China to hold fresh drills around Taiwan

Beijing has said they will continue until midday Sunday

Photo: AFP
Photo: AFP


Published: Fri 5 Aug 2022, 7:12 AM

China was set to press ahead Friday with its largest-ever military exercises encircling Taiwan.

The US House speaker was the highest-profile US official to go to Taiwan in years.

China on Thursday launched a series of exercises in multiple zones around Taiwan, straddling some of the busiest shipping lanes in the world and at some points coming just 20 kilometres (12 miles) from the island's shores.

The drills involved a "conventional missile firepower assault" in waters to the east of Taiwan, the Chinese military said. Beijing has said they will continue until midday Sunday.

Beijing's state-run Xinhua news agency reported the Chinese army "flew more than 100 warplanes including fighters and bombers" during the exercises, as well as "over 10 destroyers and frigates."

State broadcaster CCTV reported that Chinese missiles had flown over Taiwan.

Taiwan said the Chinese military fired 11 Dongfeng-class ballistic missiles "in several batches", while Japan claimed of the nine missiles it had detected, four were "believed to have flown over Taiwan's main island".

Taiwan has said it would not confirm missile flight paths, however.

China has defended the drills as just countermeasures in the face of provocations by the United States and its allies in Taiwan.

Japan has lodged a formal diplomatic complaint against Beijing for the drills, with five of the missiles believed to have landed in its exclusive economic zone.

And Prime Minister Fumio Kishida Friday slammed the drills as a "serious problem that impacts our national security and the safety of our citizens" and called for an "immediate cancellation of the military drills."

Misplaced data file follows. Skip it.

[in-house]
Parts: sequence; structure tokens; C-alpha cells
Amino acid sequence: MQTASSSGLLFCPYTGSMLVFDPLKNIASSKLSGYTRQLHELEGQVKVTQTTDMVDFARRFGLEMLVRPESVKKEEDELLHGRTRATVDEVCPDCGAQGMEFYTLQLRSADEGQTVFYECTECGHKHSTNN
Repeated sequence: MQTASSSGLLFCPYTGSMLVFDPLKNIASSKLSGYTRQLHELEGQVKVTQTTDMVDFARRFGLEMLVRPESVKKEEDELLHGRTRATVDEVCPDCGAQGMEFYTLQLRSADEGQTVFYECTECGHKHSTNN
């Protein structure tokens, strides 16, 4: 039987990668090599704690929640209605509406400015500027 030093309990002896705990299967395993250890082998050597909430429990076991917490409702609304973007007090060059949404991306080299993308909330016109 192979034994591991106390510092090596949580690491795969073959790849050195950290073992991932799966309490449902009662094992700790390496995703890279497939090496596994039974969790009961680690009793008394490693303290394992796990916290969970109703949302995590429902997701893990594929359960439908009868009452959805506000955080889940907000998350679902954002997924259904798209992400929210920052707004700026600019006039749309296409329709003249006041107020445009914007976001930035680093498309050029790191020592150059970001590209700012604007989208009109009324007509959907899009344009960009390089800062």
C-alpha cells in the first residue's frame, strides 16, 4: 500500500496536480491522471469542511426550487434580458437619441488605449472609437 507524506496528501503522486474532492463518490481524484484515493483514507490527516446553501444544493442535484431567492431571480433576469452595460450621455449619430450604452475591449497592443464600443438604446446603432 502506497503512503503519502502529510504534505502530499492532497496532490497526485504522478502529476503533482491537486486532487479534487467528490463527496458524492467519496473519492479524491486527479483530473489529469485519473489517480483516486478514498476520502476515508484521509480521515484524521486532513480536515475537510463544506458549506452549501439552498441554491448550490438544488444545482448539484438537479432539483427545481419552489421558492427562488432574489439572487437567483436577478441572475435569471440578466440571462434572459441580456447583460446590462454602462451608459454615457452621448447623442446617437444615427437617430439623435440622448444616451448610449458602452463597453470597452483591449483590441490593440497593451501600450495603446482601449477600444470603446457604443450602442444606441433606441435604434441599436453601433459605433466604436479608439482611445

The manoeuvers are taking place along some of the busiest shipping routes on the planet, used to supply vital semiconductors and electronic equipment produced in East Asian factory hubs to global markets.


Taiwan's Maritime and Port Bureau has issued warnings to ships to avoid the areas being used for the Chinese drills.

The Taiwanese cabinet has also said the drills would disrupt 18 international routes passing through its flight information region (FIR).

Several international airlines have told AFP they will divert flights from airspace around Taiwan island.

"China's planned live-fire exercises are occurring in an incredibly busy waterway," Nick Marro, the Economist Intelligence Unit's lead analyst for global trade, wrote in a note.

"The shutting down of these transport routes -- even temporarily -- has consequences not only for Taiwan, but also trade flows tied to Japan and South Korea."

But markets in Taipei appeared to shrug off the tensions, with the Taiwan Taiex Shipping and Transportation Index, which tracks major shipping and airline stocks, up 2.3 per cent early Friday.

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